Religious studies professor delivers “Last Lecture” with advice for Lawrentians

On Wednesday, Feb. 19, Assistant Professor of Religious Studies Connie Kassor delivered a lecture titled “Anger and Sticks; Compassion and Fire-Pits” in Briggs Hall, hosted by Lawrence’s Mortar Board chapter. Mortar Board is a national honor society for seniors that “elects members at the end of their junior year on the basis of outstanding leadership, scholarship and service to the academic community,” according to their description on the Lawrence website. Kassor’s lecture is one of a series of lectures hosted by Mortar Board called the “Last Lecture Series.” Anyone who gives one of these lectures imagines what they would want their last lecture before they die to be and shares that with the audience.

Kassor’s lecture included stories she learned in her study of Buddhism (something familiar to those who may have taken classes with her on the subject) to offer advice to busy Lawrentians. The lecture’s title comes from two Buddhist folk tales, one involving anger and sticks and one involving compassion and pits of fire that she used to help contextualize her advice.

Kassor noted Buddhism’s applicability to Lawrentians because of how major Buddhist thinkers have addressed life’s endless stream of tasks that need doing. She called attention to the “Lawrence busy” where people get stressed out over everything they have going on and anticipate relief at the end of the term — just to have the cycle of stress start up again for the next term and the next job and so on until death. Ancient Buddhists have thought about this “treadmill-like” nature of life for centuries (a phenomenon identified by modern psychologists as the “hedonic treadmill”).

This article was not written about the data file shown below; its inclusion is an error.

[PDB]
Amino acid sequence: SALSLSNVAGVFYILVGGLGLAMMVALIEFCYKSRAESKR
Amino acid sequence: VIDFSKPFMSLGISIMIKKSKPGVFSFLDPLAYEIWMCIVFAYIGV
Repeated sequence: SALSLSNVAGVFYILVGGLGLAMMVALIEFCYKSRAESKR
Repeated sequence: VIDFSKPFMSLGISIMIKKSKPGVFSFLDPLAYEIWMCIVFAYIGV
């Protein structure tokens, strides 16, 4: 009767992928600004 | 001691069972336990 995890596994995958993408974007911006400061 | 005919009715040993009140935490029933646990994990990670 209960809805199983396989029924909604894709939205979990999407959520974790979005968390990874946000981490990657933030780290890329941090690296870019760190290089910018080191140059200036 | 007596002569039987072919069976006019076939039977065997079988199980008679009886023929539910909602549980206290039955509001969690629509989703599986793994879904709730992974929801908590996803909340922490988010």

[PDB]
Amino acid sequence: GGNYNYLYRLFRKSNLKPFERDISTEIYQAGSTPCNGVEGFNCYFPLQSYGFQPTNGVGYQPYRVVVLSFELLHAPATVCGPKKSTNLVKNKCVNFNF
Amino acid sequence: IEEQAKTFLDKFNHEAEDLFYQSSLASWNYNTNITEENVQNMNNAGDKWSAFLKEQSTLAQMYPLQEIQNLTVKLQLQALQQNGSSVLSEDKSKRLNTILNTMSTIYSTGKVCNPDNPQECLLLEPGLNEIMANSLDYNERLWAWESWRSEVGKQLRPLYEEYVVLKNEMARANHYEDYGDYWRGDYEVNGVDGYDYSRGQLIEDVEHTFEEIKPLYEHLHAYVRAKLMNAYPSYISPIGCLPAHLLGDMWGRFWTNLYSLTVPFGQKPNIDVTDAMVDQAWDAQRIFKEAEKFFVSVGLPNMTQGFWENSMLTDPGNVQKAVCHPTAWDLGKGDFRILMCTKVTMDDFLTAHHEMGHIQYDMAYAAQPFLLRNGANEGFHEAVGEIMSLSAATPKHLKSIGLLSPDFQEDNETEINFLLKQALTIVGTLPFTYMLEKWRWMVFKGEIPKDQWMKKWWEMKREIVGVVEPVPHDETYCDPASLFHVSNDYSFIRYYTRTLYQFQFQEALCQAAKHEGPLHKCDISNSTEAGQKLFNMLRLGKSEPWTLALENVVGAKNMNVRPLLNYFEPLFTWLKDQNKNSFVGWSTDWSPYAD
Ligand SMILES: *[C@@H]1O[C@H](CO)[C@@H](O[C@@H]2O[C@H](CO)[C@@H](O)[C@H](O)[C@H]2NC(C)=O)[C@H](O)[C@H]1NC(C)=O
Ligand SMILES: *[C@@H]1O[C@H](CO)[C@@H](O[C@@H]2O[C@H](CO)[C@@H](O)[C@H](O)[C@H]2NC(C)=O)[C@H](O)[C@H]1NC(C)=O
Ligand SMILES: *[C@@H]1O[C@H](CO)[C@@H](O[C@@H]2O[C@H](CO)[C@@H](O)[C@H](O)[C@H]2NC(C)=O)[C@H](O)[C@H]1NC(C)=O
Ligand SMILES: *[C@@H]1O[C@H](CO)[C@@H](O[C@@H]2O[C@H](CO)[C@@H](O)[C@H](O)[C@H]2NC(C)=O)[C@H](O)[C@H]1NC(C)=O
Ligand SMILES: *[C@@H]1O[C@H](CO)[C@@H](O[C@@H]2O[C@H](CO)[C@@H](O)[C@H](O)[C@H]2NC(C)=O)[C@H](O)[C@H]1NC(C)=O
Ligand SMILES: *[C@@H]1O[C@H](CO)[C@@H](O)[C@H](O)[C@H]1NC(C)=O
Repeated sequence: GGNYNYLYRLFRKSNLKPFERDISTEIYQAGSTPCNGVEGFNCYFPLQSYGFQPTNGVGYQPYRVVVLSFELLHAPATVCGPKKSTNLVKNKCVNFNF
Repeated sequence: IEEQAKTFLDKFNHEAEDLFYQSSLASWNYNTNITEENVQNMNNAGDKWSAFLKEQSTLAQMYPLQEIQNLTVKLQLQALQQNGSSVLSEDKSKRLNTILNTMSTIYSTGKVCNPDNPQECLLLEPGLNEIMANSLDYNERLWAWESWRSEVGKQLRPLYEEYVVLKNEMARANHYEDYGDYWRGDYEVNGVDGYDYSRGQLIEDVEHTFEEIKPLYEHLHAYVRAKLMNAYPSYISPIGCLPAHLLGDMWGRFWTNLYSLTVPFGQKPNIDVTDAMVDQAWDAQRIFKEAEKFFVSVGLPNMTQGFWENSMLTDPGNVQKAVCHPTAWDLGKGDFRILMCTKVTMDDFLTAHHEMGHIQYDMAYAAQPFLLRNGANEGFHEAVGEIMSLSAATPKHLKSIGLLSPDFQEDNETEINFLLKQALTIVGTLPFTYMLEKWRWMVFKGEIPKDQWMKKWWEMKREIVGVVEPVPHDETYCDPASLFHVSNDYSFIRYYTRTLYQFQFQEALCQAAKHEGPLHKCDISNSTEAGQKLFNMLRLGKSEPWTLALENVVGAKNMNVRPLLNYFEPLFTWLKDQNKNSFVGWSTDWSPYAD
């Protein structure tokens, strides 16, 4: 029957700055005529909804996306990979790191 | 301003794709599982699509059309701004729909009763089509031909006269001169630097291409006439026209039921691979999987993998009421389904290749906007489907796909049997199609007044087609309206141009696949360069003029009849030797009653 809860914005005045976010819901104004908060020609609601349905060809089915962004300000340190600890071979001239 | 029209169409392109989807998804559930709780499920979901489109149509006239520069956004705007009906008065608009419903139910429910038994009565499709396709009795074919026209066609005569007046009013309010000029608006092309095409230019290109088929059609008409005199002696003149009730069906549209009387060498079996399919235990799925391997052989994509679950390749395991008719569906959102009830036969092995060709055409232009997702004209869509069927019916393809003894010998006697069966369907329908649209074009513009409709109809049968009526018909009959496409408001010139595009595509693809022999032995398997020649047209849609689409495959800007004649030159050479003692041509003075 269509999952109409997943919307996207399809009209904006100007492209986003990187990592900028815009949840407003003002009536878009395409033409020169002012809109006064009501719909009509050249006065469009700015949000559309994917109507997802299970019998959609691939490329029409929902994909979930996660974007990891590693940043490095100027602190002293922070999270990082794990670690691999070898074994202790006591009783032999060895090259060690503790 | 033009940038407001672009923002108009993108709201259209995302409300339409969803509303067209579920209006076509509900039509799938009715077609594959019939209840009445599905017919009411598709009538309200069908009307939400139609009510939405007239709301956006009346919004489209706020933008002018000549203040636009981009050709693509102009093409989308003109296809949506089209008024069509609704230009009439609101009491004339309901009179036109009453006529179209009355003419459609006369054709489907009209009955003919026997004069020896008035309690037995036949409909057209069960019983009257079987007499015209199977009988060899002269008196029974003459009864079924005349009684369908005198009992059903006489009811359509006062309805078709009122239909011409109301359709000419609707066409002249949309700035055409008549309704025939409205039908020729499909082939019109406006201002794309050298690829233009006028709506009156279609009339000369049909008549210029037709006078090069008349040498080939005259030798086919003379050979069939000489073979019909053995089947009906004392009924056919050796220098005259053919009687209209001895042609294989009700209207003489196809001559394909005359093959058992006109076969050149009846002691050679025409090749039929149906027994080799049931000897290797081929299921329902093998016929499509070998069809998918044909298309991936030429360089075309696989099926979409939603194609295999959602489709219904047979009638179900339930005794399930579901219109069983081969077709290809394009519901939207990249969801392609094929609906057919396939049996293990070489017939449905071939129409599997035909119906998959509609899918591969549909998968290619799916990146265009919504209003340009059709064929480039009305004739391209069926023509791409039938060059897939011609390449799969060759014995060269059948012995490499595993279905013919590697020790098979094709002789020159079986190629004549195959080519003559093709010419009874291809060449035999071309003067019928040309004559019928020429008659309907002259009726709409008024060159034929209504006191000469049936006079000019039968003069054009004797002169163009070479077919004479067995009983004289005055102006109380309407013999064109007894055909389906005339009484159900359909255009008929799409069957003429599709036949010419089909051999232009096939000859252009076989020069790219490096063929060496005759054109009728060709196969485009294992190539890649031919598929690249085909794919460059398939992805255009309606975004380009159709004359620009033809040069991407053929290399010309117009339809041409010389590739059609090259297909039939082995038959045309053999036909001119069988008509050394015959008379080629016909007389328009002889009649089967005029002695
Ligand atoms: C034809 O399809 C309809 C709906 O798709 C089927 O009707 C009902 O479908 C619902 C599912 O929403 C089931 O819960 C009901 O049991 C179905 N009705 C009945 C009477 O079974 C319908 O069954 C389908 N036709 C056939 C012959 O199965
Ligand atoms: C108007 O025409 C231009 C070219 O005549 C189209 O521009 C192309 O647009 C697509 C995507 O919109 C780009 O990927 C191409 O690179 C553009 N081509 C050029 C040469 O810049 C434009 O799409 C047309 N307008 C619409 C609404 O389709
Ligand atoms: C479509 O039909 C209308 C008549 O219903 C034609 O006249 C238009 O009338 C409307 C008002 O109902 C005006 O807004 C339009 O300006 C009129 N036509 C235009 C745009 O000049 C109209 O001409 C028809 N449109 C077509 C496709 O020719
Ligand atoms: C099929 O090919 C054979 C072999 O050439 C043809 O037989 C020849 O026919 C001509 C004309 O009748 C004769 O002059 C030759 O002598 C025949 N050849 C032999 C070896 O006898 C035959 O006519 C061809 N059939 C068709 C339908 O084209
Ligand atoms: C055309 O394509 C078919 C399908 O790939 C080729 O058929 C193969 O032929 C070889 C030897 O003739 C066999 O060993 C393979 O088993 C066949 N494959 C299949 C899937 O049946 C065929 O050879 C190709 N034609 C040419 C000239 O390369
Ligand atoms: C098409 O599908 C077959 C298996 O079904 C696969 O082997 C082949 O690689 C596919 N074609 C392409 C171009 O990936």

She pointed to Buddhist teachings as evidence for why we ought to acknowledge how treadmill-esque our lives are. She argued that rather than stressing out to achieve goals that will only relieve us until it is time to stress out about the next goal, we would be better off making the whole cycle less stressful in the first place. To recognize the big picture struggle allows us to address it.

Kassor recommended meditation as a practice that can help students make their lives less stressful. She has practiced meditation for years and helped explain meditation and the benefits she feels it has brought her to students alongside Associate Professor of Psychology Lori Hilt in a co-taught class during Fall Term, as well as in a yoga class this Winter Term. 

The folk tales Kassor referenced illustrated the Buddhist teachings that people ought to have compassion for everyone and assume that everyone has reasons for their actions. While some of the Buddhist scholars she referenced had extreme takes on these points — one said that if a friend came out of nowhere and beat us with a stick we should start by asking ourselves why they might do that; one said that we should all feel compassion for others with the same intensity as a mother watching her child fall into a pit of fire — the extremity of the examples used helped make the points memorable. The development of such compassion and understanding is said to be aided by a meditation practice.

She also used her own origin story to encourage students to take classes outside their majors. After starting in the biology department at the small liberal arts school she went to for her undergraduate degree, Kassor’s first philosophy class lead her into extensive study of Buddhism and an eventual career in religious studies.